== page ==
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Childminding - honest pros and cons please!

(13 Posts)
smilingismyfavourite Wed 23-Jan-13 16:41:02

I am having very serious thoughts about a change of career and I would be really grateful for some honest opinions about childminding from current or ex-childminders. What things to you love? what do you hate? What do you wish someone had told you before you started?

For information, I have two DCs aged 6&7, SAHM for 4 years but kept my "hand in" in the sector I worked in previously. Now having returned to work am finding current career stressful and not very rewarding at all.

Thank you very much for any input

NoHank Wed 23-Jan-13 18:37:19

What I wish I knew before hand? It can be quite a lengthy process. Almost a year from my initial enquiry till all training and pre inspection visit was completed.

The cost - this will depend on your LA but when I did my training (2011) the cost was £40 for the training plus a fee to the GP for my medical, setting up initial paperwork, extra resources e.g fire blanket, first aid kits plus high chair, stair gates etc if needed. You will also need to register with Ofsted (£35 IIRC) and you will need PLI. Plus NCMA membership if you choose. Yes you can claim these as expenses but you still have to pay the money up front. A friend of mine is looking into doing it now (different LA) and has been told the cost will be £10 for the initial introductory session then £250 if she decides to go ahead and complete the training.

What I love is being able to be home with DD who is 2 and take DS, 6 to and from school, not struggle for childcare in the holidays and just generally be around.

What I find hard - not much really, personally I feel much less stressed compared to when I was working although I only mind 3 days a week so still get a couple of days with just DD. It can be quite physical though, especially running around after babies and toddlers all day - I do sometimes feel like all I do is wipe noses and change bums and play (and tidy up - lots)

Some find the paperwork a slog. It can be hard to get your head around at first but once you find a system that works for you it doesn't have to be all consuming. I use an online system for all my recording of obs, pictures etc that the parents can also register with and see exactly what you upload.

You may find your house gets taken over but again there are ways around this. Good storage for your toys etc that can be put away at the end of the day.

It is also worth remembering that you can go through all the training etc. and then be sat there waiting for someone to want a place. It was 6 months before I had my first mindee in place. Your FIS may be able to tell you what demand is like in your area. Luckily for me this is a short term career until DD starts school and I finish studying as my earnings are much much less than when I was WOH, however many can and do earn much more.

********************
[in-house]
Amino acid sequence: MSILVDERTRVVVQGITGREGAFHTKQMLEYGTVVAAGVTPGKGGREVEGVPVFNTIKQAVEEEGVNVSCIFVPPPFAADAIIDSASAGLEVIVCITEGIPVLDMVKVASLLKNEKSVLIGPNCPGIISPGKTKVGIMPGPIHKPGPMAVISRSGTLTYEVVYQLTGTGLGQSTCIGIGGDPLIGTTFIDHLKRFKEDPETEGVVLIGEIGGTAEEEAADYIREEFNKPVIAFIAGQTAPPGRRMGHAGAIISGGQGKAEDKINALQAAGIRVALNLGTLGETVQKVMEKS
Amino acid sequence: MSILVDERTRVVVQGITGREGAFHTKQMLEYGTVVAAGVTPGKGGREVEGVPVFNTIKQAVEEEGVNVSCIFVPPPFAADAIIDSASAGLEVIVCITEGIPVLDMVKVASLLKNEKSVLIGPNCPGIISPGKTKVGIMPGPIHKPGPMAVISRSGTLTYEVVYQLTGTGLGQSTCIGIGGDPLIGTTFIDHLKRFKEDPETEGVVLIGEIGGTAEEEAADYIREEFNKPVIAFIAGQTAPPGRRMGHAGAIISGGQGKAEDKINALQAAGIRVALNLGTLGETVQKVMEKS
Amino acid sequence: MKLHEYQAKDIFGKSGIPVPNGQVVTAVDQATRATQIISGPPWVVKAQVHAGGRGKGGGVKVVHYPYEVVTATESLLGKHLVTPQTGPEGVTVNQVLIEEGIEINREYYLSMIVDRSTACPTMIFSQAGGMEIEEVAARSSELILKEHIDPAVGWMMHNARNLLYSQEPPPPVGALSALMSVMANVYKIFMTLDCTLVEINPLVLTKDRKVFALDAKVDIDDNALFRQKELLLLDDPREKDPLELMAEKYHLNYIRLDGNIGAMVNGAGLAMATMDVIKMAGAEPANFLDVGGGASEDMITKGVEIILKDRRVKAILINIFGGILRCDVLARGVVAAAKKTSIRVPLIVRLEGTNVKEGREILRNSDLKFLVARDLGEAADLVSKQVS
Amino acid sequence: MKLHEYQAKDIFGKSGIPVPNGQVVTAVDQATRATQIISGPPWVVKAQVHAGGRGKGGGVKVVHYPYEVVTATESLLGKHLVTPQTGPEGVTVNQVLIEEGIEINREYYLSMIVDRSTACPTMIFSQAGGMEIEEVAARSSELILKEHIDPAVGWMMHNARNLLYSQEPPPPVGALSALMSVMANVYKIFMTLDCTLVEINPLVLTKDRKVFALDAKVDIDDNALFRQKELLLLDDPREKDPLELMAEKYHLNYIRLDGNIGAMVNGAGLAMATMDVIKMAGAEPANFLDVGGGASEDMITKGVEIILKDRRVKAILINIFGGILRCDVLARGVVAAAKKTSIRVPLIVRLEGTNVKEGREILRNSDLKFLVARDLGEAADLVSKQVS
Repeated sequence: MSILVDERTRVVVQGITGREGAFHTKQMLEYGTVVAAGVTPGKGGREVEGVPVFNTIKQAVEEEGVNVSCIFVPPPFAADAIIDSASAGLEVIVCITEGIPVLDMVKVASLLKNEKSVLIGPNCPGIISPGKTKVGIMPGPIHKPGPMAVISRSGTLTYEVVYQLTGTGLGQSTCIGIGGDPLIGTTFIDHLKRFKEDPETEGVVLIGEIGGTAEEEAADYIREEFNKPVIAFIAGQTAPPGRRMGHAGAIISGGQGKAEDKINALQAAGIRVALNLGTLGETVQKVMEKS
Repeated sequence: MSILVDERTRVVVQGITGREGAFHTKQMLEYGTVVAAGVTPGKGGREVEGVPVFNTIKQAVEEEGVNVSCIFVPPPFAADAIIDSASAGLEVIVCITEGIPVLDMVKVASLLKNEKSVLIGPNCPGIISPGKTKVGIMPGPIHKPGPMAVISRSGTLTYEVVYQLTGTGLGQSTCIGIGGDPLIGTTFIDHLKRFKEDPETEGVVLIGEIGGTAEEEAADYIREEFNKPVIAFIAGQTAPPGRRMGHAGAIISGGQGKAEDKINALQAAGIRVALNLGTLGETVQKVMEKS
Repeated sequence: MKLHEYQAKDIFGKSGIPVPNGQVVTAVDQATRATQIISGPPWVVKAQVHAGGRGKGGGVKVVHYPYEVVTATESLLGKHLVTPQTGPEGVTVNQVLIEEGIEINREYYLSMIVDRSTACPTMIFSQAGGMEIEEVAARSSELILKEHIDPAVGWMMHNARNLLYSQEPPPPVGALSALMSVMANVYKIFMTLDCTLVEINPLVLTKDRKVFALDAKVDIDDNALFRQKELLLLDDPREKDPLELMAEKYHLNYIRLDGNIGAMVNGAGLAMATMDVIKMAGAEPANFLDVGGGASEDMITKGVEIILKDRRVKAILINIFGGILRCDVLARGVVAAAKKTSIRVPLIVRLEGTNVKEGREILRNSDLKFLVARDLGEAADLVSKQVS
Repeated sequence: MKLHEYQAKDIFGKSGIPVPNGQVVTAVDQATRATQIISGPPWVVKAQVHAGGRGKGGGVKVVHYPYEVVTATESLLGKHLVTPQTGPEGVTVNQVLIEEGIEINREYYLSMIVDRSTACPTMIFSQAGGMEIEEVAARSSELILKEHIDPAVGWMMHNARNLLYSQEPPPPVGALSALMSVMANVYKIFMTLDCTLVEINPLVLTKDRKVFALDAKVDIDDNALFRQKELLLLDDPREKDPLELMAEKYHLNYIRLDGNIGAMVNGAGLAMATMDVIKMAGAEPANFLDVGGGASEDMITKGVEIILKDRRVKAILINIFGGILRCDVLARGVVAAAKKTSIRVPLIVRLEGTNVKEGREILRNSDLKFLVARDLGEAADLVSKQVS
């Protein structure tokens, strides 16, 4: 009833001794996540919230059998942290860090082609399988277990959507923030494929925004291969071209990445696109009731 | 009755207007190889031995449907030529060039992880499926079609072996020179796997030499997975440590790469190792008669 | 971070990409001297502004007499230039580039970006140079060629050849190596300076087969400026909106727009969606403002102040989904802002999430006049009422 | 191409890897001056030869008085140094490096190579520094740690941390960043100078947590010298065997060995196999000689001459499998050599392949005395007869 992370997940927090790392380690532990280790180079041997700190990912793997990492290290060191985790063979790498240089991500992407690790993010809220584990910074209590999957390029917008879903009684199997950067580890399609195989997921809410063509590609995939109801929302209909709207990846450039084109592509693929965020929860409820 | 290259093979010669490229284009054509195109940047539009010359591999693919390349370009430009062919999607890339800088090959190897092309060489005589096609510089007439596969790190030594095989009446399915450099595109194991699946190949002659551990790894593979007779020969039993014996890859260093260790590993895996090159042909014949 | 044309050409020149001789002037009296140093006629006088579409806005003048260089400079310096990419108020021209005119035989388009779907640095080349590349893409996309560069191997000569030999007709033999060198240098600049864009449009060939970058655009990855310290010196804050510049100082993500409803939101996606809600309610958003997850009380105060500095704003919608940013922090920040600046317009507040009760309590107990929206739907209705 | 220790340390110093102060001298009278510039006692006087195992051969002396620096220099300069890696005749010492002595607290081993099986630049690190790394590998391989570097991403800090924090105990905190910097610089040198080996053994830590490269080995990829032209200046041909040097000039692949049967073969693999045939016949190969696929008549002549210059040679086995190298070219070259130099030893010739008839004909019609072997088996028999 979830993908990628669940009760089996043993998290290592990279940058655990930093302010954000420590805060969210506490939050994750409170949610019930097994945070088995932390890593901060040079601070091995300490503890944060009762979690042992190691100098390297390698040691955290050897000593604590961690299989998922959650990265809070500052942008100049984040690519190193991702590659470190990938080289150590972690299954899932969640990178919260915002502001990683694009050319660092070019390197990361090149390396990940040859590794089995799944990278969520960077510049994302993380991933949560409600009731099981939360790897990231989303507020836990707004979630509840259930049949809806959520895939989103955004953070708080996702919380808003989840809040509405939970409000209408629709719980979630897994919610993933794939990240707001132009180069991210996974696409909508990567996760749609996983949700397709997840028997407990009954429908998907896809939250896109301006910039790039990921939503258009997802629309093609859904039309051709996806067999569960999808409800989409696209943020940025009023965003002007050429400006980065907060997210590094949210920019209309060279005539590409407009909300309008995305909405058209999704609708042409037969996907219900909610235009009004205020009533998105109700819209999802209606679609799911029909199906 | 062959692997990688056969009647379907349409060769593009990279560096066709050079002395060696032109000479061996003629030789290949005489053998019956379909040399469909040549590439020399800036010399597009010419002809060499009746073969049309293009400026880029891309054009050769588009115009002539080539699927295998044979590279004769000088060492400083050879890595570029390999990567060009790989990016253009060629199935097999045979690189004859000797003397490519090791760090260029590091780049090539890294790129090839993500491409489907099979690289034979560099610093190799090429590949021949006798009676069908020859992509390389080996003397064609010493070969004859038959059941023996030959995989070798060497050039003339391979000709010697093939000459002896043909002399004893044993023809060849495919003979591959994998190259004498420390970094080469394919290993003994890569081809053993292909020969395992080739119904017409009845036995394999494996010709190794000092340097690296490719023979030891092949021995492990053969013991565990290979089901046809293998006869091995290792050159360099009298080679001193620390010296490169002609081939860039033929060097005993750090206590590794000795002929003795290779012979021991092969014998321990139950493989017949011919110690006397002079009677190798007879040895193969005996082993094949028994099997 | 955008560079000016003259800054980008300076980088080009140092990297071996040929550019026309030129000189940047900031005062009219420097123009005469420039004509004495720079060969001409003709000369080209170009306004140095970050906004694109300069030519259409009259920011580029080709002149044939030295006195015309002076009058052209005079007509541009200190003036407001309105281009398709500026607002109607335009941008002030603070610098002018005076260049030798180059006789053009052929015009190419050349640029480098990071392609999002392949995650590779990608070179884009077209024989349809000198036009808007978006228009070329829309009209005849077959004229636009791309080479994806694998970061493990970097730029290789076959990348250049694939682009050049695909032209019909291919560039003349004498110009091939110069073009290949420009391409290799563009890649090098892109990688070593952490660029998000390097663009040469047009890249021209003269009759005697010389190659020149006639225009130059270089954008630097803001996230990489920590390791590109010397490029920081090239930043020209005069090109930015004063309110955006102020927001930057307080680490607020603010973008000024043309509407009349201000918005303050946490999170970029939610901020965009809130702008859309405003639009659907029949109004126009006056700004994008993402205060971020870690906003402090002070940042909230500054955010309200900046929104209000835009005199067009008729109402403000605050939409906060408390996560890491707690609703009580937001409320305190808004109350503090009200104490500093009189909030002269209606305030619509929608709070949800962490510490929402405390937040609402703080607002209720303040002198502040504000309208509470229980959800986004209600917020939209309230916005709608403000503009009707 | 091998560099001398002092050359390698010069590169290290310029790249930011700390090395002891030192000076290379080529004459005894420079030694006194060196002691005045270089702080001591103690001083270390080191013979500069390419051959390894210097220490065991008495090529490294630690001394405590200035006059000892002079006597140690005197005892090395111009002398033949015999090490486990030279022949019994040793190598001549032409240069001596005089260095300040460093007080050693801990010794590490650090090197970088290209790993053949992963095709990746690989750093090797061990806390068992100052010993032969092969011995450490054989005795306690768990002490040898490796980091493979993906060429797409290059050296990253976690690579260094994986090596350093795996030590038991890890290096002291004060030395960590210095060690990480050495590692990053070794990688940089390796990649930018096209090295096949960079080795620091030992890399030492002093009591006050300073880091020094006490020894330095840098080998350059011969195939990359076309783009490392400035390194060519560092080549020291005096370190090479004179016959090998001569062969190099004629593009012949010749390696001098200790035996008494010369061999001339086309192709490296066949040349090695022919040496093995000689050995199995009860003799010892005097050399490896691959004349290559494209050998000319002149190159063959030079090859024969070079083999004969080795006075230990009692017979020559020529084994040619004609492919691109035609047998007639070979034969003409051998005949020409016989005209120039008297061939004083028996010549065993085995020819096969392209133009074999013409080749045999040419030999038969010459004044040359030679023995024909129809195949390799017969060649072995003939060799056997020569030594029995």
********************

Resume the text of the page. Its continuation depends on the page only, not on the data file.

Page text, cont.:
Sorry, that was a bit of a mammoth post but hope it was helpful!

smilingismyfavourite Wed 23-Jan-13 19:06:48

Nohank Yes thanks, that was fabulous and very useful! Lots to think about. Timings in particular are a consideration, e.g. when to hand in notice etc if I was to leave my current career and how long it might be before I might earn some money.

lechatnoir Wed 23-Jan-13 19:26:26

I would start your training whilst still working if you rely on your income & hold off until you're almost or at being qualified & registered.

NoHank Wed 23-Jan-13 19:35:21

Glad it was of some use! I think if you contact your LA they would be able to let you know when the training is and how long for, it can vary. Again when I did it it was 2 hours on a Thursday eve for 8 weeks plus 4 full Saturdays. There were many who were working and doing the training at the same time. My friend who I mentioned before has been told all training will be on a Saturday, over 6 weeks I think but none can be missed. Also they are only run at certain times in the year and sometimes they can be oversubscribed so again it might be worth contacting them and at least getting your name down.

Re work, I would suggest doing the training and getting registered whilst still working if possible. I have found that many people looking for childcare start looking a few months before they actually need it so even if you have to give a months notice most people would be able to wait this time for you to be available. (hope that makes sense, found it quite hard to explain!)

If the training is a reasonable cost and you can do it in your own time I would recommend doing it as it is always useful to have a plan B - at least it was for me when work got too much and I was able to start minding straight away